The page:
We have shown that the human motor system uses efference copy of the motor commands (i.e., a copy of the outgoing motor command) to construct an internal forward model, which is a key processing component in human state estimation (Wolpert et al., 1995). In addition, we showed in a series of studies that prediction is used to filter incoming sensory information, removing predictable components, thereby enhancing the detection of novel stimuli and that this predictive process involves cerebellar circuitry (Blakemore et al., 1998; Blakemore et al., 1999; Blakemore et al., 2001). We have also developed a model in which impairments in the internal representations of actual, desired and predicted states can explain a broad range of neuropsychiatric symptoms (Frith et al., 2000). To examine this model in patient populations, we developed a new paradigm in which sensory cancellation can be assessed in individuals (Shergill et al., 2003) and, as hypothesized, demonstrated deficits in prediction in this patient group (Shergill et al., 2005).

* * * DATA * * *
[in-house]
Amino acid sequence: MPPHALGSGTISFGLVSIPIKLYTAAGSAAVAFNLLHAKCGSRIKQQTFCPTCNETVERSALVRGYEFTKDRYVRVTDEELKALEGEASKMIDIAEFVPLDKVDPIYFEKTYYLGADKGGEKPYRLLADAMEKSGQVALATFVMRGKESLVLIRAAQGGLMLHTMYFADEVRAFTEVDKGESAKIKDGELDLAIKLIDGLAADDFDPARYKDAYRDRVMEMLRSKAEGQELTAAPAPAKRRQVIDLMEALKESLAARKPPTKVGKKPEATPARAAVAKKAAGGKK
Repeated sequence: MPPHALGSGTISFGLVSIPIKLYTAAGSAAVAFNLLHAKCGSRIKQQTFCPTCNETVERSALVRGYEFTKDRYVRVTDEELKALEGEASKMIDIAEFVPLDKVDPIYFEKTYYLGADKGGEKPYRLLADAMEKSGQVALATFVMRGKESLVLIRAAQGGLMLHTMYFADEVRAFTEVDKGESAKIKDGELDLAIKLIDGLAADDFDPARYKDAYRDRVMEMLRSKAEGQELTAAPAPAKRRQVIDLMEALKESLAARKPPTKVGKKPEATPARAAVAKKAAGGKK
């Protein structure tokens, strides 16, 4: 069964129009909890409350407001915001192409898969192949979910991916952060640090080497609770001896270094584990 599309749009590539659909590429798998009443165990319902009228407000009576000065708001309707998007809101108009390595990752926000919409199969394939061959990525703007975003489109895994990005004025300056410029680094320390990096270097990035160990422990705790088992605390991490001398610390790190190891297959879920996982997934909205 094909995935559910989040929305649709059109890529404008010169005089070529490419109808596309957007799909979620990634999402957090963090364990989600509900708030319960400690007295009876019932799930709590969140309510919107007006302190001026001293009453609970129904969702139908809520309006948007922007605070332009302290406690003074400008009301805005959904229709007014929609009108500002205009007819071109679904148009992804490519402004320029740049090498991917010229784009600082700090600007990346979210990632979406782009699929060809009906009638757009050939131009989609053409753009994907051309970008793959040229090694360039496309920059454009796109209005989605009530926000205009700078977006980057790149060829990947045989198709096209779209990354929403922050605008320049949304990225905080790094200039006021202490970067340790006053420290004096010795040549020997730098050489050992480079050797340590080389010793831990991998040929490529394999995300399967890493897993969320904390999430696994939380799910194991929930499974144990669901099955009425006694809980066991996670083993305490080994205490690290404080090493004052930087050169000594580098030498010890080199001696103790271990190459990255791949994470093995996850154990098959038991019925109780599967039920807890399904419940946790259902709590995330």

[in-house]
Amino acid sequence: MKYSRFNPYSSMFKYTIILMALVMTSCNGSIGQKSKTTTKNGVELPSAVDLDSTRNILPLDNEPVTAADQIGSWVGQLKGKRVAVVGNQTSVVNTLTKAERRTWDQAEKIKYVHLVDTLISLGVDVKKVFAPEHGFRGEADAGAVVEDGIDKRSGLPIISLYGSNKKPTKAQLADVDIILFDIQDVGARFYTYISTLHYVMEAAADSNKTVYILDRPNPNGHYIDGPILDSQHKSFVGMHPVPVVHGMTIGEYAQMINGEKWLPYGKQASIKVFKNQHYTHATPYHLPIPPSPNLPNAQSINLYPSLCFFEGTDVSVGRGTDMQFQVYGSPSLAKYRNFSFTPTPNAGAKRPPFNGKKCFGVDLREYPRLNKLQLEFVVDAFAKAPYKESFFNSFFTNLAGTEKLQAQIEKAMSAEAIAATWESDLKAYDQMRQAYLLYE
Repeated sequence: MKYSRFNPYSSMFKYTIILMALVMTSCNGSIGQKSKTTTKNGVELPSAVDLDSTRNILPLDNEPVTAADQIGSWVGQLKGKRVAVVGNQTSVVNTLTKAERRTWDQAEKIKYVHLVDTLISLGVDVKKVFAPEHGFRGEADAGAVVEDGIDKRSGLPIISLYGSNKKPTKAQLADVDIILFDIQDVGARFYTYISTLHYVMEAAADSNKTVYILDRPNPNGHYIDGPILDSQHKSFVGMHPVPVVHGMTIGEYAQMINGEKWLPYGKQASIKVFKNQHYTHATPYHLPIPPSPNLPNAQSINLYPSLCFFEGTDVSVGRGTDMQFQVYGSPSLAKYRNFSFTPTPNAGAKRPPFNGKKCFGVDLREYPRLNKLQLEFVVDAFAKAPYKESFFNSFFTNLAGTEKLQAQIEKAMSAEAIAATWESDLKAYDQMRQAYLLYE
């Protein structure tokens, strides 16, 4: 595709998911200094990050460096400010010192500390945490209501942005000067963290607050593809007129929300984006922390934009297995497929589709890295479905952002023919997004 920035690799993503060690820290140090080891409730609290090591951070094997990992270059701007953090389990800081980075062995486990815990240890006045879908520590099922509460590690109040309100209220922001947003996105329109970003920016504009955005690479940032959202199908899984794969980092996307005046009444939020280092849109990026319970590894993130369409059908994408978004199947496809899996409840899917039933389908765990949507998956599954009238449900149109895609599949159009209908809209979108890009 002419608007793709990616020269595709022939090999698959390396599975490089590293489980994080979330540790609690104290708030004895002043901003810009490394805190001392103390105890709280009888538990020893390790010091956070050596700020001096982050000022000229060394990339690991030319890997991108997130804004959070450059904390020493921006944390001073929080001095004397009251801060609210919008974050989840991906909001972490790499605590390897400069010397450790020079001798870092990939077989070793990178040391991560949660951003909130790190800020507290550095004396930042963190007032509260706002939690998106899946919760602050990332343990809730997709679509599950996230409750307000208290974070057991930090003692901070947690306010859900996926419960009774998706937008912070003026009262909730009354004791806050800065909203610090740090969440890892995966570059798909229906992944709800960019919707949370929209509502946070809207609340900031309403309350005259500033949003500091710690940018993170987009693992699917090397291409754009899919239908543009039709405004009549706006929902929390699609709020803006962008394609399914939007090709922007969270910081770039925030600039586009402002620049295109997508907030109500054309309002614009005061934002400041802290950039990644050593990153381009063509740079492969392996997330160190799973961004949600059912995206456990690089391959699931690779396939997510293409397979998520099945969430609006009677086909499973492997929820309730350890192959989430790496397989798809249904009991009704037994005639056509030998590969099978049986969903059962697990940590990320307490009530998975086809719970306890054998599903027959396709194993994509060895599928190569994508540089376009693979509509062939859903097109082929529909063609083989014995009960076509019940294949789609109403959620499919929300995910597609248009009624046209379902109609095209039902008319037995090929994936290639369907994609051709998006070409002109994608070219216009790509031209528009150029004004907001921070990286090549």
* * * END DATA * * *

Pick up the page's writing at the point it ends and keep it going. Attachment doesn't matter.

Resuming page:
We have extended the idea of internal models within the framework of Bayesian Decision Theory, which is a probabilistic framework in which prior knowledge is optimally combined with sensory evidence to generate beliefs about the world. We have shown that the sensorimotor system uses such a probabilistic approach to handle information in an attempt to behave optimally in the face of uncertainty (Kording and Wolpert, 2004; Faisal et al., 2008; Franklin and Wolpert, 2011; Orban and Wolpert, 2011). Recently, we have developed a novel method, termed cognitive tomography, to extract high dimensional priors from low dimensional responses which show that priors can be highly subject-specific yet, importantly, generalize across tasks (Houlsby et al., 2013). We have demonstrated that sensorimotor predictions are affected by aging (Wolpe et al., 2016) and that deficits in prediction may underpin symptoms of psychiatric disease (Teufel et al., 2010; Shergill et al., 2013; Shergill et al., 2014). We have also identified situations in which healthy humans act sub-optimally, therefore exposing limitations in probabilistic processing (Acerbi et al., 2012; Acerbi et al., 2014).